Search

Friends finish charity moped challenge

PUBLISHED: 12:55 02 August 2010 | UPDATED: 15:04 02 August 2010

Despite a catalogue of breakdowns, some of the country's steepest slopes and increasingly sore backsides, a group of eight friends have succeeded in their wacky mission to drive the length of the UK on their first 50cc mopeds.

Despite a catalogue of breakdowns, some of the country's steepest slopes and increasingly sore backsides, a group of eight friends have succeeded in their wacky mission to drive the length of the UK on their first 50cc mopeds.

Dozens of welcoming banners and smiling faces were on display as the tired gang rode in formation into the car park of The Boars pub, in Spooner Row, near Wymondham, on Friday evening having ridden from John O' Groats in five days.

In a challenge dubbed The Wrong Way Down, the bikers, all in their 40s and 50s, dared themselves to travel the 750 mile journey on the bikes they first rode as teenagers.

Each had to scour through collectors' websites, eBay and even scrapyards to find their beloved wheels - some of which were in a state of disrepair. Most could not reach beyond speeds of 26 mph - a figure cut to single figures as soon as they encounter a hill.

The group's aim was to raise £5,000 for Wymondham-based charity Star Throwers, which helps people affected by cancer through offering them advice on treatments.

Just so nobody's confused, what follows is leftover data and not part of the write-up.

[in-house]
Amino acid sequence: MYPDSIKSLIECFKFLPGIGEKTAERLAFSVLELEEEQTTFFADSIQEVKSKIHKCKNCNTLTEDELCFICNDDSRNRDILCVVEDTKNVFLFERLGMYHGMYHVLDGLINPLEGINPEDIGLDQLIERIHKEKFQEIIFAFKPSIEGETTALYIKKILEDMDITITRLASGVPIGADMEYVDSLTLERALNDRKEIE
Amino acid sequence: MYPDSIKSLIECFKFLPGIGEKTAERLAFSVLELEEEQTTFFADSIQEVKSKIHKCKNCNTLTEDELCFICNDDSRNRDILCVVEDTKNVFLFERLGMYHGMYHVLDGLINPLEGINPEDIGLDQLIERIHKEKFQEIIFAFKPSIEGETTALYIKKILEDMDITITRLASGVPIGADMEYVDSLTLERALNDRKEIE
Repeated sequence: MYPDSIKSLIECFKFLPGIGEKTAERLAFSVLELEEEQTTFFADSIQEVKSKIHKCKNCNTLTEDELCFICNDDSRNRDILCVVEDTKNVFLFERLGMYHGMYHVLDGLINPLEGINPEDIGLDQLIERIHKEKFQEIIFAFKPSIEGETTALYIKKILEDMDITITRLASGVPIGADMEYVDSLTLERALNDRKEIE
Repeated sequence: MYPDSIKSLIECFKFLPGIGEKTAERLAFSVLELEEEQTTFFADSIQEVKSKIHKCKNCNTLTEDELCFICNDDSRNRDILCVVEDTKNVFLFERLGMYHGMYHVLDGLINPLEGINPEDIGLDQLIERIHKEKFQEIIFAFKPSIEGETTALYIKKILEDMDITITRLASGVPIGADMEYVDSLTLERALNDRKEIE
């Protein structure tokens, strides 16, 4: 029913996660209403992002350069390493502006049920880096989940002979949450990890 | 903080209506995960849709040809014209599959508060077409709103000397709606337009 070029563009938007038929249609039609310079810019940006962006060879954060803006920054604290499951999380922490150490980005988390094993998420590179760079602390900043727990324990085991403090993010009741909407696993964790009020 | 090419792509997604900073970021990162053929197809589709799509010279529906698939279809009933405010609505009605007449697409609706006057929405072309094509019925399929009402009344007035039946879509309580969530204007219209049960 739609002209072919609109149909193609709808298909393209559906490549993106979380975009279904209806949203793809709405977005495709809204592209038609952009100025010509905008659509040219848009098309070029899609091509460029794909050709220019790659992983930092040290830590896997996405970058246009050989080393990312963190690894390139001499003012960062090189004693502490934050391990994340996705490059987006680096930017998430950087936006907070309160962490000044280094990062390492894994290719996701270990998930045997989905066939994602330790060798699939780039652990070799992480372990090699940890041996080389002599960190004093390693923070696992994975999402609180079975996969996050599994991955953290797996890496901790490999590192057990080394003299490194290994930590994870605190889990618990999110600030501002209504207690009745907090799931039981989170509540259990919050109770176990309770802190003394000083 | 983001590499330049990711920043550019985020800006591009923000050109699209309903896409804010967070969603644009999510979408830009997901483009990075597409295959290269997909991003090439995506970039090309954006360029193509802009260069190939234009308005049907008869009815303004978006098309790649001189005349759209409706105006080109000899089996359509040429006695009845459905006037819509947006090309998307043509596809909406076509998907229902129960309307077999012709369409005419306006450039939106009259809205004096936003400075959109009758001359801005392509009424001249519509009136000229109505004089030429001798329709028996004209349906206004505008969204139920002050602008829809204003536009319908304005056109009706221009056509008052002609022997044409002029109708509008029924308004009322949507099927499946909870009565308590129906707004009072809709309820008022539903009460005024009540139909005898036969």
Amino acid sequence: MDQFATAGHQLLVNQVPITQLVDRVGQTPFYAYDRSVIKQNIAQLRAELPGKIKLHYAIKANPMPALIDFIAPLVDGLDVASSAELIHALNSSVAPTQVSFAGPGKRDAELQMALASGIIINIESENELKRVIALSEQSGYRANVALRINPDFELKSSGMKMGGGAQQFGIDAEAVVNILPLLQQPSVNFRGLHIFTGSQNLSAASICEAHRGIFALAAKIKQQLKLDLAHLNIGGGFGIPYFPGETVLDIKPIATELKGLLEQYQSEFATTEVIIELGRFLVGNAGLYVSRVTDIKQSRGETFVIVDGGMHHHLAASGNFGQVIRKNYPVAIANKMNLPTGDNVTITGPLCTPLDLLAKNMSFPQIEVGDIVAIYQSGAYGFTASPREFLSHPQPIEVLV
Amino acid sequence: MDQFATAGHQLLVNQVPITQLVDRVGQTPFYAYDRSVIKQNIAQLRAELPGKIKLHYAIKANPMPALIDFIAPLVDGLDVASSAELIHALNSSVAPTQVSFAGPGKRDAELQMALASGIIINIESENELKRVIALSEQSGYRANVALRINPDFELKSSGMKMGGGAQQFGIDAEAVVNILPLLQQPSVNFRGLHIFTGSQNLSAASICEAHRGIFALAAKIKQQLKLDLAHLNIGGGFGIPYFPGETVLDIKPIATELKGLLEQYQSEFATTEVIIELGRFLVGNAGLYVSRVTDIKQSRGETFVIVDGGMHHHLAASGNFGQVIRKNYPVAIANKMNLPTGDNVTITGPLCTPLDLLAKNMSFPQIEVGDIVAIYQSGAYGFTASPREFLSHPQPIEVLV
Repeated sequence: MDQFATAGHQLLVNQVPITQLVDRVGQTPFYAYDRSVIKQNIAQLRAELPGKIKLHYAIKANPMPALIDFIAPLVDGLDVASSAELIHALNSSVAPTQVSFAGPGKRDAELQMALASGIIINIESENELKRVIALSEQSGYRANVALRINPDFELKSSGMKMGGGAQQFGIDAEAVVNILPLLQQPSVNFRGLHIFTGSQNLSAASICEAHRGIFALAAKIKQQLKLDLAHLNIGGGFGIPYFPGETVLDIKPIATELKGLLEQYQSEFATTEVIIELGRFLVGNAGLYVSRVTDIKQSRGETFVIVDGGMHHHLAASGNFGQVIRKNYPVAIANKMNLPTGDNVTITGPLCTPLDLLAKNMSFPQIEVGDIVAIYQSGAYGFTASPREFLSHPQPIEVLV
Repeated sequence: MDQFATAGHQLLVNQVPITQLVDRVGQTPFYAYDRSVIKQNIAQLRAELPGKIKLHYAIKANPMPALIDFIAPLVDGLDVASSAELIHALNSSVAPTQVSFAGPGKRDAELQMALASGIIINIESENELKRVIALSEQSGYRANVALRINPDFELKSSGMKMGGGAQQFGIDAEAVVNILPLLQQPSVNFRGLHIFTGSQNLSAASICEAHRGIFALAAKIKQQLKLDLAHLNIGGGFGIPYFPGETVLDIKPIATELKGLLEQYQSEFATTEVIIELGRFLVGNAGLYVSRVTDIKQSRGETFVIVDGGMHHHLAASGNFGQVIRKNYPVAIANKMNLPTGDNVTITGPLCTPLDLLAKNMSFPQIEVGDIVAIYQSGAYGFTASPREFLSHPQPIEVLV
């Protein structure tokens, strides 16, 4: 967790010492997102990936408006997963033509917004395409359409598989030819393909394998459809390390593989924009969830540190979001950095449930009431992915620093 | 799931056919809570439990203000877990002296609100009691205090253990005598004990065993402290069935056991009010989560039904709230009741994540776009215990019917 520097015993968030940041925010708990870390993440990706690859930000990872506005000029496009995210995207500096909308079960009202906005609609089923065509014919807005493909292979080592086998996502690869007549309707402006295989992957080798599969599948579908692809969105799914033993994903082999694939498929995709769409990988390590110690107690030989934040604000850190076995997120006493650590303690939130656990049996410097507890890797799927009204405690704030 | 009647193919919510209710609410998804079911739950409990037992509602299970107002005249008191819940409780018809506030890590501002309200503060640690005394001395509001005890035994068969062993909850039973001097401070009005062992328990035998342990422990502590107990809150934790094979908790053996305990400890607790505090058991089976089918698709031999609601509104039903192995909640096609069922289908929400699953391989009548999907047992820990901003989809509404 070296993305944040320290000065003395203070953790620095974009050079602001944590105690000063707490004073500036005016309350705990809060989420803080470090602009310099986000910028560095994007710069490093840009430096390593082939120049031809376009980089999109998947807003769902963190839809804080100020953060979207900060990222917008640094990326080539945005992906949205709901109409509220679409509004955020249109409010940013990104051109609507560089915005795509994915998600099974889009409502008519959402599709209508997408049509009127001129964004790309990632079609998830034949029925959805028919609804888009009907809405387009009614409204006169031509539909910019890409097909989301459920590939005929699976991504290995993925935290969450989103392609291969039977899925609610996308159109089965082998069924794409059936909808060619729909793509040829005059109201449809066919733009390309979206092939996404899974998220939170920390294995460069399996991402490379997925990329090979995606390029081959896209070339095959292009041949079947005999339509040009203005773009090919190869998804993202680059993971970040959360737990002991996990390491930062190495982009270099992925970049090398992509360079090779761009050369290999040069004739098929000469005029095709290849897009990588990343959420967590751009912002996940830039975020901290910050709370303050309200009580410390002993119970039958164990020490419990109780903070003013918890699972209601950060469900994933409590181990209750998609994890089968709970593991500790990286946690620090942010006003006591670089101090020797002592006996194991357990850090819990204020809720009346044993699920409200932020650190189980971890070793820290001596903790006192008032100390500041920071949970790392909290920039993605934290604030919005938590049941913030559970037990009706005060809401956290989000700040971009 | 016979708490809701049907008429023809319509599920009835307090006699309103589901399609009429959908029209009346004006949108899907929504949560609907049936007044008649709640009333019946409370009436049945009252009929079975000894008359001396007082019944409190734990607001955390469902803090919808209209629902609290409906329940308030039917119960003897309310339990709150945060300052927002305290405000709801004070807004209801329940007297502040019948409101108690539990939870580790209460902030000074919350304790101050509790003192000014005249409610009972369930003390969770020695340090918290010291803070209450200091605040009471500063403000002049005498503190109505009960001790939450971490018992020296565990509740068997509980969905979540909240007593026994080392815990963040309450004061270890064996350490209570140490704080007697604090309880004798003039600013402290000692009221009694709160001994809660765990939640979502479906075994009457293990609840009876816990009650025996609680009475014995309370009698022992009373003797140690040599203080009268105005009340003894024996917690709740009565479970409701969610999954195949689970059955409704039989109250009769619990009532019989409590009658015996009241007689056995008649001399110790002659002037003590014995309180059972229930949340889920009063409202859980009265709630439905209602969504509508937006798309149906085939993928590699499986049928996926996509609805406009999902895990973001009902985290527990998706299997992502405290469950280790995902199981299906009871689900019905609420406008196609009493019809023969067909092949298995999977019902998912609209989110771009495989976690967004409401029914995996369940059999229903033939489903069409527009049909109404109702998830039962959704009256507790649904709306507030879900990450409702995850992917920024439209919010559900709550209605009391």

James Jones, one of the bikers, said he is confident they will have hit their fundraising target.

He said the adventure had been one of the best experiences of his life.

“Everyone was always excited. It was probably the best thing I have ever done excluding going away with my family. It was such an experience - the camaraderie and the bonding was great,” he said.

“As soon as we set off and you could see these orange jackets in the distance it was so good. People were waving to us as we were going through villages. We were getting so much attention.”

The group had to cope with about five breakdowns a day from puncture repairs to engine rebuilds. They managed to fix their bikes on each occasion, except on the first day when the engine on Mr Jones' 1969 Puch MS50 died just 46 miles into the challenge. Luckily they had brought along a spare bike being carried by a support truck, which also held their clothes and food.

Mr Jones said the generosity of strangers they met on the trip had amazed them.

“Some people said we were mad. Most people had admiration for us and and the charity we were doing it for. People's generosity was amazing. You'd be chatting for about 10 minutes and they'd be putting £5 or £10 notes in your hand,” he said.

The group would particularly like to thank those businesses that gave them help, including ATS Swaffham which provided and replaced a bike tyre for free, Foulger Transport which fueled the support truck for free and Banham Poultry which waivered the cost of an MOT and service on the truck.

Despite travelling through some of the country's most glorious countryside, one of the best moment of the journey was the emotional reunion with families and friends back in Spooner Row.

“It was mindblowing. All the wives had organised banners. It was like someone coming home from Afghanistan. All we had done was ride from John O'Groats. It was very emotional,” said Mr Jones.

All the bikes will now be reconditioned and repainted ready for the group's next challenge in which they hope to conquer the length of Ireland.

Those still wishing to donate can visit www.wrongwaydown.biz

Most Read

Most Read

Latest from the Wymondham and Attleborough Mercury